into hel l 's kitchen written by Patrick Sullivan
During our time at Long Beach Com ic Con 2015, I attended the "Psychology of Daredevil" panel where I got taken into the world of Dar edevil. I got to hear from two of the staff writers, Christos Gage and Ruth Fletcher Gage (who happened to pen the episode 'Speak Of The Devil'), actors Peter Shinkoda and Tom Walker, and Dr. Andrea Letamendi who has a Ph.D. in psychology.
would've been against this mysterious silent ninja." It was actually Ruth who decided against it. As the audience was already familiar with Nobu, she believed it would confuse the viewers who aren't knowledgeable with the comics to introduce a random ninja, who doesn't speak nonetheless.
Into"speak of thedevil " During the panel, the cast and writers talked a lot about the 'Speak Of The Devil' episode, as all four of them were involved with it to some capacity throughout production. We got plenty of interesting insight into the writing behind the episode from an interview with Christos. For instance, the fight scene that plays out during the whole episode between Nobu (Peter Shinkoda) and Daredevil (Charlie Cox) could've been a slightly different scenario. By different, I mean the fight almost wasn't with Nobu at all. The writing staff 's first option was a Daredevil character named Kirigi. "...it would've been this gigantic ninja in robes where you can't even see his face and it would've been probably a very similar fight but it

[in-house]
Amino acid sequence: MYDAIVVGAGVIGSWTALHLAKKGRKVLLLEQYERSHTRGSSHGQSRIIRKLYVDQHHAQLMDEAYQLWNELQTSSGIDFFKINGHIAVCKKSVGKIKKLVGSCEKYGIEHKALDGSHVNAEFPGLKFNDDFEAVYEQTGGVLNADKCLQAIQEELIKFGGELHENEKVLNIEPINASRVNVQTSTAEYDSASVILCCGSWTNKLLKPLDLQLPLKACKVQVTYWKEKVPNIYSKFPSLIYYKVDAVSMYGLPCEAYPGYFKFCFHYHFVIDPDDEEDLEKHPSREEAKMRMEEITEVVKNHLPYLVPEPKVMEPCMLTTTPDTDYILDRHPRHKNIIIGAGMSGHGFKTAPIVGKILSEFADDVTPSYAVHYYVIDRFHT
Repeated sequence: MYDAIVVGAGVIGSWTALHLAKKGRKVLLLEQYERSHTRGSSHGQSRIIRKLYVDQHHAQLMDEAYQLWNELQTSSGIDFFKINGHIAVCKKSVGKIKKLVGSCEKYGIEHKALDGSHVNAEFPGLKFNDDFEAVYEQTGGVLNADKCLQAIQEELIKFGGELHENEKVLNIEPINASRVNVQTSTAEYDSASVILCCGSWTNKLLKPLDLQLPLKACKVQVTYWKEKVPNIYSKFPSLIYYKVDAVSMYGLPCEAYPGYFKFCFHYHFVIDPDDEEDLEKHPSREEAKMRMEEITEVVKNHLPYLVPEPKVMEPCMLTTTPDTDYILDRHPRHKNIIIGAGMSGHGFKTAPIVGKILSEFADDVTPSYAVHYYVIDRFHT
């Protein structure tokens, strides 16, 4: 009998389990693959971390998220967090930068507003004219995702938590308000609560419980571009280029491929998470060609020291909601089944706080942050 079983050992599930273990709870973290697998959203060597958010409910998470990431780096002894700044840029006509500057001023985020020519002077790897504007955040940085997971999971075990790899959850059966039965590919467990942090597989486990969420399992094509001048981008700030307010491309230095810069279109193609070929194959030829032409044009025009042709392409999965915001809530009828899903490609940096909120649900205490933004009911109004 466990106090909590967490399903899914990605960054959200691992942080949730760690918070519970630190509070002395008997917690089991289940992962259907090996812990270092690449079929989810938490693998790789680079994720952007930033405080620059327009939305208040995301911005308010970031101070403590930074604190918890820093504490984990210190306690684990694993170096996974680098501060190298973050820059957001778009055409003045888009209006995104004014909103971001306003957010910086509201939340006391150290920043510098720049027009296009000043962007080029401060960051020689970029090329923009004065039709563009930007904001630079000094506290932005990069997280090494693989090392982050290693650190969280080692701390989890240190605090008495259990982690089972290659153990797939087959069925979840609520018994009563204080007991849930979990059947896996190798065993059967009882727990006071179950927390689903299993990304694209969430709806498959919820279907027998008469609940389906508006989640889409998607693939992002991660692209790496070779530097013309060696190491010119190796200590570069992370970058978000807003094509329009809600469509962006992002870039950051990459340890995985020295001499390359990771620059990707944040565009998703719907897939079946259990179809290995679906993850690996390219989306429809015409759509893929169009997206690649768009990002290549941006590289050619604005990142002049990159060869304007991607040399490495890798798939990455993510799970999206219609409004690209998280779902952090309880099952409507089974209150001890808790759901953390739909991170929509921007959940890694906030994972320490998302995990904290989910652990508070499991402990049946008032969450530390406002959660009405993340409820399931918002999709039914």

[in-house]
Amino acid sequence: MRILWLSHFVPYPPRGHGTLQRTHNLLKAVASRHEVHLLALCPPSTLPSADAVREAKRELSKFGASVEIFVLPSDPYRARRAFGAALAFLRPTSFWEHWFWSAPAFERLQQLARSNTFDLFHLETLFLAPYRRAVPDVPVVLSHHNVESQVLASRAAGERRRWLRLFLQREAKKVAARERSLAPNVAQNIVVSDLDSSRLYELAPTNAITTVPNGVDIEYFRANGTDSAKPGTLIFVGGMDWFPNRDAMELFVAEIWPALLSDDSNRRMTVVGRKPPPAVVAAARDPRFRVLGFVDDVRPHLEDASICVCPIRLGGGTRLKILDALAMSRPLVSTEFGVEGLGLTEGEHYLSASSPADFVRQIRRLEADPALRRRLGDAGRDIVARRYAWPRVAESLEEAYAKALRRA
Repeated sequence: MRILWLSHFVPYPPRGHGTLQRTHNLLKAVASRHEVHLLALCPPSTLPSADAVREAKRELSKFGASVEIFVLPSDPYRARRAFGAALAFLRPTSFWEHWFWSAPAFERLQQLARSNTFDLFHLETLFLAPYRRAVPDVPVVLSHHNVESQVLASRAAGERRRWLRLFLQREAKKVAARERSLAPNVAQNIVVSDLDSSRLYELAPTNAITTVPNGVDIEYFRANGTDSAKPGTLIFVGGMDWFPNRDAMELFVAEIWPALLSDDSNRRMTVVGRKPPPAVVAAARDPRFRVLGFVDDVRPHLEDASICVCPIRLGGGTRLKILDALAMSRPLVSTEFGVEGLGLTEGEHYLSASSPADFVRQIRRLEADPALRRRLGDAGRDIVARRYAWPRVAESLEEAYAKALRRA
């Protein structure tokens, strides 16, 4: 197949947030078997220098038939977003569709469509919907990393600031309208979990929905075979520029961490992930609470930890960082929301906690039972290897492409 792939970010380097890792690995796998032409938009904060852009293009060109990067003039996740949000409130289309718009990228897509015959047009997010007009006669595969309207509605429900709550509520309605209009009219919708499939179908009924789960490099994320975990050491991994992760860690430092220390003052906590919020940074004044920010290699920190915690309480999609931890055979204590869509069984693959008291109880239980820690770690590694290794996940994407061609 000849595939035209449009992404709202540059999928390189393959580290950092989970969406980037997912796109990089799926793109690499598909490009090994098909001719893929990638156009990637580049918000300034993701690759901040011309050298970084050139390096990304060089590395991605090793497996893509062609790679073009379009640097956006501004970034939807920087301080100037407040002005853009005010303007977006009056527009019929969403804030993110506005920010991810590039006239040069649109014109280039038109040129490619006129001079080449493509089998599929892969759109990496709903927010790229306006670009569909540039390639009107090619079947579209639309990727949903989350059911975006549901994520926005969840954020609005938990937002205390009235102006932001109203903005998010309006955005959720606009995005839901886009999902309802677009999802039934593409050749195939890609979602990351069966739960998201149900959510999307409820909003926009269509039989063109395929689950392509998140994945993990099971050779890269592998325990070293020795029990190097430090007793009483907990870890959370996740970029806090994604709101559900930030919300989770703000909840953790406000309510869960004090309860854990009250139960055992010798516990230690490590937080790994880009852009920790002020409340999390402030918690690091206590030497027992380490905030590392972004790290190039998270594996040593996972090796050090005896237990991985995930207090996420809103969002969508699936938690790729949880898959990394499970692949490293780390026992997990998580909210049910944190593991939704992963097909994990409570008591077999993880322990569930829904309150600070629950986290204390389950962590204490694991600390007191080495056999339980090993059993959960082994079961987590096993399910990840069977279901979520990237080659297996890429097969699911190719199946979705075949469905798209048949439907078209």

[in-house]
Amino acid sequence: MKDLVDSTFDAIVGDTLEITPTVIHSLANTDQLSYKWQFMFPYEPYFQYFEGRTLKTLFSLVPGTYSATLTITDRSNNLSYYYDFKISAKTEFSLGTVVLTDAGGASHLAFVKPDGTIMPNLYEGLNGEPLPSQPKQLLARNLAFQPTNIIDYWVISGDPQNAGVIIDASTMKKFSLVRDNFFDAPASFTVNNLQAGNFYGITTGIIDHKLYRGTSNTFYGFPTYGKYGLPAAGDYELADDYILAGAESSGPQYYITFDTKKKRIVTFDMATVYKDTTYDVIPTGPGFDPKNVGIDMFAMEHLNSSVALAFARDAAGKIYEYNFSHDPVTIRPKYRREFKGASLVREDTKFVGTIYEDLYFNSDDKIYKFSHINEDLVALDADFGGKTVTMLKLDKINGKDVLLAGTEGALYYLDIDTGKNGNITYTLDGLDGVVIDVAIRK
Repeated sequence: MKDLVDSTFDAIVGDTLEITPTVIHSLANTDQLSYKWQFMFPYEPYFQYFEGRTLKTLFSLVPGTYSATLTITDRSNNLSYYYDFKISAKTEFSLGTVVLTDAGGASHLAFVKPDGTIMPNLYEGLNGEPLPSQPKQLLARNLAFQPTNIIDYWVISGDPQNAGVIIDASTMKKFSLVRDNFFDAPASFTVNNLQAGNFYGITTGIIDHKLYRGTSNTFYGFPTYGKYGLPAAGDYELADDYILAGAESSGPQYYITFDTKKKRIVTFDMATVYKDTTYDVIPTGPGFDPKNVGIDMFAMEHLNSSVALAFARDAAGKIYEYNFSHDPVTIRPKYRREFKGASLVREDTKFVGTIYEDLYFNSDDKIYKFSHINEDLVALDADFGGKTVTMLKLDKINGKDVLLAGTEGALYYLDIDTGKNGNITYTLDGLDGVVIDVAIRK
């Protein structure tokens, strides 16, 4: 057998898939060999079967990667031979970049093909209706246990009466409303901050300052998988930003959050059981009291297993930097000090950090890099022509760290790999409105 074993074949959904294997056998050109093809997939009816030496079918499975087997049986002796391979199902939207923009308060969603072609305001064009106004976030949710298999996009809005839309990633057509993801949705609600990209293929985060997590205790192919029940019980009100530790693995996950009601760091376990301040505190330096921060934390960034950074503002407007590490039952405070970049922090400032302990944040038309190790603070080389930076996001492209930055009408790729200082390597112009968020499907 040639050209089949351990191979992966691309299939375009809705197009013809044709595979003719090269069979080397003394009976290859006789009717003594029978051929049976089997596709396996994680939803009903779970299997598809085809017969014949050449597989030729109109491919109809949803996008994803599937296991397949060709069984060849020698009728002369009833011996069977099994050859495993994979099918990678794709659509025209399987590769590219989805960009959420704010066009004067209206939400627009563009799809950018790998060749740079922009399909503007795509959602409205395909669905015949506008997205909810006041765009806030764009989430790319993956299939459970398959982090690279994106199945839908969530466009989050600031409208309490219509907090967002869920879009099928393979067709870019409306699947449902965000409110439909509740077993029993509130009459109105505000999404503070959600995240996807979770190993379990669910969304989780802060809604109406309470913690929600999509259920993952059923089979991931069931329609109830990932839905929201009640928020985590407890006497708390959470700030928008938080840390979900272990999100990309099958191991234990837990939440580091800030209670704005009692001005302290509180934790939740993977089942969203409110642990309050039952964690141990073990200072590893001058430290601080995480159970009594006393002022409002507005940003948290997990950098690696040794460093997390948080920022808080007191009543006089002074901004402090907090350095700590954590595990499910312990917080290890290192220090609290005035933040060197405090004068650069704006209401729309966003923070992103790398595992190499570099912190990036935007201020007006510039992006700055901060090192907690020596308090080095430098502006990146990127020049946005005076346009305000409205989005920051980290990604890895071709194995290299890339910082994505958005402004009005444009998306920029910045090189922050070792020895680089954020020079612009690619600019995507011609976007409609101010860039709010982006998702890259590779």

Ruth was considered a crucial part of the writing staff due to the fact prior to working on this project, she'd never read a Daredevil comic. "It was so important because when you're doing a TV show, even a comic book character TV show, you have to assume that probably the majority of your audience will be people who don't read comics." In the long run, it definitely helped out. Christos had a bit of his own advantage for the writers room. During his solo panel for the Eat.Geek.Play. Podcast he shared with the audience that his father was a crime reporter who'd meet with mob
informants. "I think that 's one of the things Drew [Coddard] found intriguing from the start..." It helped give the writers an edge when it came to the character of Ben Urich. "...when my dad did investigative reporting he could spend months on a single story and the paper would pay for it, and nowadays they'd be like 'that 's not budget effective, we need you to cover a variety of stories..." which is basically the case with Ben. 'Speak Of The Devil' is easily one of the most critically acclaimed episodes of the first season. From the panel alone you can tell just how much love went into it. "We were trying to encompass a lot of things that are important to Daredevil; the religion, the character, the inter conflicts, of course an awesome ninja fight... So to hear people say stuff like that and all the number of people who told us this is their favorite episode makes us feel really good."